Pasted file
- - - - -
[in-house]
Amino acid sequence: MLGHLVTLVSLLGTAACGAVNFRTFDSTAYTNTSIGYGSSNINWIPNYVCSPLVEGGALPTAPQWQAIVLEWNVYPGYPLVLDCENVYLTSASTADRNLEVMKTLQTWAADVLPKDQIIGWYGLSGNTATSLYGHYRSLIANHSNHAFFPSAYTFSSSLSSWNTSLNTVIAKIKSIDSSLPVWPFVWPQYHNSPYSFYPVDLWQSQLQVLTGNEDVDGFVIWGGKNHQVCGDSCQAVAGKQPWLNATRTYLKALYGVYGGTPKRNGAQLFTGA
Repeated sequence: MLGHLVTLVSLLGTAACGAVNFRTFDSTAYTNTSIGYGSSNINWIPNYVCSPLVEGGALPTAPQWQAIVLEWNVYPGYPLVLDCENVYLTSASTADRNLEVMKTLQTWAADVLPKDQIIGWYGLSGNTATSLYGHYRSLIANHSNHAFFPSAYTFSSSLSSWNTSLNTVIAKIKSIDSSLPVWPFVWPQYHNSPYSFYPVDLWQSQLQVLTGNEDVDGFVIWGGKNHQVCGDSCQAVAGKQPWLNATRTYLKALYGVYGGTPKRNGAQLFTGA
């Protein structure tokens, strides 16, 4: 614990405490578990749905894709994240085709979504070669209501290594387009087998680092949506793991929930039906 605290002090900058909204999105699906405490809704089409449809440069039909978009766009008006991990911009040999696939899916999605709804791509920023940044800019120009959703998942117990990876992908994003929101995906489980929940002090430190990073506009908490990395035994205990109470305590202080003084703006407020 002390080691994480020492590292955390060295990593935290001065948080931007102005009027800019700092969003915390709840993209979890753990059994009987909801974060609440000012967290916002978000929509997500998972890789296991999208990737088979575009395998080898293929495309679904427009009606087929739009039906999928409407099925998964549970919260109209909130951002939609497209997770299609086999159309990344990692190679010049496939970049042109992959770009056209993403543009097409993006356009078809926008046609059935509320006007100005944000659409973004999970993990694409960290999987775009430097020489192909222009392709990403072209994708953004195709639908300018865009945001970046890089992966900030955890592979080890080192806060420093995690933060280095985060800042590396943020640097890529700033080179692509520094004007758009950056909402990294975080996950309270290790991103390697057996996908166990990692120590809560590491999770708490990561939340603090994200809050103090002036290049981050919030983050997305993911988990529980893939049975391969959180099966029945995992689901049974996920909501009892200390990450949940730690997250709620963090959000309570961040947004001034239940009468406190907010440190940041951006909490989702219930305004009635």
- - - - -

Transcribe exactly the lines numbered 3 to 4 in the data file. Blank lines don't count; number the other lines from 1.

Repeated sequence: MLGHLVTLVSLLGTAACGAVNFRTFDSTAYTNTSIGYGSSNINWIPNYVCSPLVEGGALPTAPQWQAIVLEWNVYPGYPLVLDCENVYLTSASTADRNLEVMKTLQTWAADVLPKDQIIGWYGLSGNTATSLYGHYRSLIANHSNHAFFPSAYTFSSSLSSWNTSLNTVIAKIKSIDSSLPVWPFVWPQYHNSPYSFYPVDLWQSQLQVLTGNEDVDGFVIWGGKNHQVCGDSCQAVAGKQPWLNATRTYLKALYGVYGGTPKRNGAQLFTGA
């Protein structure tokens, strides 16, 4: 614990405490578990749905894709994240085709979504070669209501290594387009087998680092949506793991929930039906 605290002090900058909204999105699906405490809704089409449809440069039909978009766009008006991990911009040999696939899916999605709804791509920023940044800019120009959703998942117990990876992908994003929101995906489980929940002090430190990073506009908490990395035994205990109470305590202080003084703006407020 002390080691994480020492590292955390060295990593935290001065948080931007102005009027800019700092969003915390709840993209979890753990059994009987909801974060609440000012967290916002978000929509997500998972890789296991999208990737088979575009395998080898293929495309679904427009009606087929739009039906999928409407099925998964549970919260109209909130951002939609497209997770299609086999159309990344990692190679010049496939970049042109992959770009056209993403543009097409993006356009078809926008046609059935509320006007100005944000659409973004999970993990694409960290999987775009430097020489192909222009392709990403072209994708953004195709639908300018865009945001970046890089992966900030955890592979080890080192806060420093995690933060280095985060800042590396943020640097890529700033080179692509520094004007758009950056909402990294975080996950309270290790991103390697057996996908166990990692120590809560590491999770708490990561939340603090994200809050103090002036290049981050919030983050997305993911988990529980893939049975391969959180099966029945995992689901049974996920909501009892200390990450949940730690997250709620963090959000309570961040947004001034239940009468406190907010440190940041951006909490989702219930305004009635």